Dismore challenges Mayor over DBS criminal record checks backlog

At today’s Mayor’s Question Time, Labour London Assembly Member for Barnet and Camden Andrew Dismore AM challenged the Mayor over the serious delays in criminal record checks for people waiting clearance to take up jobs or volunteering opportunities. (video here)


As at 07/12/2016, the MPS ‘Work in Progress’ (backlog) for DBS checks was 43,007. Extra staff have been recruited and officers on recuperative duty have been redeployed to help reduced the backlog. Staff have also been seconded from TfL and MOPAC have seconded a senior staff member to lead the backlog recovery.


Mr Dismore told Mayor Sadiq Khan:


‘There have been considerable delays and a large backlog within the Met in clearing requests for DBS checks, and this was having a knock on effect on people with job offers and on volunteers. While some progress has been made towards reducing the backlog through recruitment, redeployment and secondment of staff can and will this level of staffing be maintained permanently to ensure that progress in tackling the backlog continues to be maintained?’


Mr Dismore quoted the example of his constituent Chris Basson, a volunteer with Camden Victim Support. (quote below) They submitted his Enhanced DBS check application on 11th July. After 4 months, it still had not been processed, until I raised it on his behalf, when it was then dealt with in 2 days.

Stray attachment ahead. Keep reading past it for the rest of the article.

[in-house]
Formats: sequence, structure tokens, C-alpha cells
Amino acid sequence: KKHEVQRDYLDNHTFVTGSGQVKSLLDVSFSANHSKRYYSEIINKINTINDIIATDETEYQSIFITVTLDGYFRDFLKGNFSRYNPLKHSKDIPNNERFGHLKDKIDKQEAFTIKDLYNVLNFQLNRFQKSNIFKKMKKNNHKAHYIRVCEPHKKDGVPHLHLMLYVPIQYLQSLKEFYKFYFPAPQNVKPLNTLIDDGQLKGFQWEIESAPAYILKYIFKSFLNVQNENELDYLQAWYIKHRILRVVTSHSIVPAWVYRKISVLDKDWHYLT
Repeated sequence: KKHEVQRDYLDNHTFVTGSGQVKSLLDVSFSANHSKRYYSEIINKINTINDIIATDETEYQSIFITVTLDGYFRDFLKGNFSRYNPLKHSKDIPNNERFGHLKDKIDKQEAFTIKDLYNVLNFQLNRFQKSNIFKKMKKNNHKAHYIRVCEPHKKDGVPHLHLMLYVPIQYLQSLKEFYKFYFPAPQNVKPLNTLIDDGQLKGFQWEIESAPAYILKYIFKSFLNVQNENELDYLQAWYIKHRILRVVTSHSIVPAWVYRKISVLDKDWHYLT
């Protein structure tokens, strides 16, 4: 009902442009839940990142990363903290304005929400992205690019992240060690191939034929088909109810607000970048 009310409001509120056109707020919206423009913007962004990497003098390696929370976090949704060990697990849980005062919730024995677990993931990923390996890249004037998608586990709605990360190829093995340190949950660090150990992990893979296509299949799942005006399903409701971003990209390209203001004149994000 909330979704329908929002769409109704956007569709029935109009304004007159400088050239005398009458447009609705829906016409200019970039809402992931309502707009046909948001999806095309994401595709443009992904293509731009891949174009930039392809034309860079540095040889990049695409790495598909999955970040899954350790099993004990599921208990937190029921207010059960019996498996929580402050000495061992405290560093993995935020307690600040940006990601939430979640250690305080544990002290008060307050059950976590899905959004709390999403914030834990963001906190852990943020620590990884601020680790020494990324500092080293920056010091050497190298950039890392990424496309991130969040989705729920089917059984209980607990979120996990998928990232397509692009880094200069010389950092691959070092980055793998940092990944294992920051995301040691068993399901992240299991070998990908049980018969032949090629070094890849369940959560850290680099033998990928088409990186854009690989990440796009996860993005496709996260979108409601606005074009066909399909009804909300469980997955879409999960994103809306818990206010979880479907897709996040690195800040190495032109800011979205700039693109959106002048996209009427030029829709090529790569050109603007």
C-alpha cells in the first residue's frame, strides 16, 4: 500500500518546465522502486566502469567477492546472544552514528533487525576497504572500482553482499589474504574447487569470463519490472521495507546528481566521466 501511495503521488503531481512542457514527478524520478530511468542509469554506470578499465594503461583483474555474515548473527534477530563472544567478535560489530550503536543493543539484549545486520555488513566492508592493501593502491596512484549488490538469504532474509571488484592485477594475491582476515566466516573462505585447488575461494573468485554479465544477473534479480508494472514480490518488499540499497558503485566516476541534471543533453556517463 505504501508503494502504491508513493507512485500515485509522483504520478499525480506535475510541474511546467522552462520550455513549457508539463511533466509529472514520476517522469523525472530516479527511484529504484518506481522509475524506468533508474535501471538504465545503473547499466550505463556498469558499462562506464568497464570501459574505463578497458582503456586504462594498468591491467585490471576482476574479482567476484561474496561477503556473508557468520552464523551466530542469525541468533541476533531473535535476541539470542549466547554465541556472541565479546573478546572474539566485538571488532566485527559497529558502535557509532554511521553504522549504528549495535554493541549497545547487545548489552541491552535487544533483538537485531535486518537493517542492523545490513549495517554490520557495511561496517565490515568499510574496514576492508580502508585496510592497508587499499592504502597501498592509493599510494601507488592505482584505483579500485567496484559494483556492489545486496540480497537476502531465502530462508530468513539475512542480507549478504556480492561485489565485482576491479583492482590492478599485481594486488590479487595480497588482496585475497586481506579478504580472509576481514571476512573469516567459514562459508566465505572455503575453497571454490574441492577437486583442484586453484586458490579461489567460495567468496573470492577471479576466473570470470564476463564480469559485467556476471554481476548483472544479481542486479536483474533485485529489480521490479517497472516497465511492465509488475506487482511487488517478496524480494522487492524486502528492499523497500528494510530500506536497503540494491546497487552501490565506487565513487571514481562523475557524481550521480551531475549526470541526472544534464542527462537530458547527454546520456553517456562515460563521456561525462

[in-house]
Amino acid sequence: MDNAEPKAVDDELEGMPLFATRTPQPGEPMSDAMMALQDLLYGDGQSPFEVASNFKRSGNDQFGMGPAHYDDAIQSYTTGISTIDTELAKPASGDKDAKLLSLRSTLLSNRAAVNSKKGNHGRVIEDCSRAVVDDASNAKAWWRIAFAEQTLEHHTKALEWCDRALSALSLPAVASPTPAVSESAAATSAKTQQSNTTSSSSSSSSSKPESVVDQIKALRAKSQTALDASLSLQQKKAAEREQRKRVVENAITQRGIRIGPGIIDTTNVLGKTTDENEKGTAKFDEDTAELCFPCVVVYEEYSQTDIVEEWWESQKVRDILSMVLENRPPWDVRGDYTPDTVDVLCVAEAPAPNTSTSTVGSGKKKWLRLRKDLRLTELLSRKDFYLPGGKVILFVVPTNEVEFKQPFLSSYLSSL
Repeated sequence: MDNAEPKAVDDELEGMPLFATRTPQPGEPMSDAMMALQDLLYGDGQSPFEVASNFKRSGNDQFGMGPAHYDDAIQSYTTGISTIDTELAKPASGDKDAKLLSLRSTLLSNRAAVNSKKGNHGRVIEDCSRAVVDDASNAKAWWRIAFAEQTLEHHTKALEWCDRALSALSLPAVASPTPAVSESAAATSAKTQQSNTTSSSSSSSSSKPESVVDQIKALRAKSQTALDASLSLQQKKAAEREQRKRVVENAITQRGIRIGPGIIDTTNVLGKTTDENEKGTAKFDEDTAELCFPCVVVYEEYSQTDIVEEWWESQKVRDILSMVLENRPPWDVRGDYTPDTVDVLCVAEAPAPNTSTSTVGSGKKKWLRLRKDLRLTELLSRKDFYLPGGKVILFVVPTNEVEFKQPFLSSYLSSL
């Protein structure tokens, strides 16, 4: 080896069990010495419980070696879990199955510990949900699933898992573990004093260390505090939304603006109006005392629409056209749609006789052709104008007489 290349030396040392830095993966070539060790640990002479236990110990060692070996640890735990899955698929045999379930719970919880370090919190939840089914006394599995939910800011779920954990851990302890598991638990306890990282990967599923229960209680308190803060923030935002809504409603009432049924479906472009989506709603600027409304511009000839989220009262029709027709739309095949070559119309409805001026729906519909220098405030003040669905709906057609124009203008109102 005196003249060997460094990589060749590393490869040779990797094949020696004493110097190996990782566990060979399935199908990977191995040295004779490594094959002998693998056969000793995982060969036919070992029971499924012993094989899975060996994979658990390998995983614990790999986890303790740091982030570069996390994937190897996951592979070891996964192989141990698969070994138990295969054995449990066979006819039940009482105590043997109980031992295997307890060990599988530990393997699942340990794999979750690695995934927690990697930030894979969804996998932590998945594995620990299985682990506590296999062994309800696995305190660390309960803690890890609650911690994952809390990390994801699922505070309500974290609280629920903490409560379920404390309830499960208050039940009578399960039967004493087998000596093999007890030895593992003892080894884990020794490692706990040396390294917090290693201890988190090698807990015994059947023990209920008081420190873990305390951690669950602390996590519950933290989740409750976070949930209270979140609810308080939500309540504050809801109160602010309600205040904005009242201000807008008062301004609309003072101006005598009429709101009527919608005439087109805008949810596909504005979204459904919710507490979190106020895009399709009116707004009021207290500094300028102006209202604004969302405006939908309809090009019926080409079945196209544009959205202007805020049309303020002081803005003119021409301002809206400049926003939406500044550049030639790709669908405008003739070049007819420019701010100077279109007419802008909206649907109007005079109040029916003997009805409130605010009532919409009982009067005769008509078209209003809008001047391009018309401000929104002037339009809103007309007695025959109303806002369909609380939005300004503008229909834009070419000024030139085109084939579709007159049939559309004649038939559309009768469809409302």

Mr Dismore also reminded the Mayor that it was not a new problem that he had inherited. This time last year, The Evening Standard highlighted the cases of 3 trainee nurses who couldn’t start their course even though they’d applied for checks the previous August. In March, the Standard reported the example of a disabled support worker who had been waiting since October. Then In December, a school where 10% of new staff whose applications had been submitted in June couldn’t begin work at the start of term.


Mr Dismore asked the Mayor:


‘How can we expect well-meaning people to volunteer; and how can we expect job applicants and employers to cope with such obstacles to getting people into work when they are kept hanging like this? Don’t you agree that the backlog is still unacceptably high? What do you consider a reasonable turn round time should be?’


The Mayor said that he agreed with Mr Dismore over the importance of the checks and equally dealing with them promptly. Good progress is being made with the backlog, and the average turnaround was 22 days. It was a national issue and the Deputy Mayor for Policing had raised it with the Minister. The Met. is now working closely with the DBS service, and had more and better trained staff and improved IT, with risk based assessment. Progress was being made but it is important not “to take the foot off the gas” in dealing with demand


After MQT Chris Basson added :


“I was left in a very difficult position after my DBS check took 4 months to complete, and only did so with the intervention of Mr Dismore’s office. Given the nature of my work, supporting extremely vulnerable victims of crime, these delays were a problem for me, for Victim Support Camden and the victims themselves. In the commercial work it would also cost money, as employees are unable to start work until they are cleared.”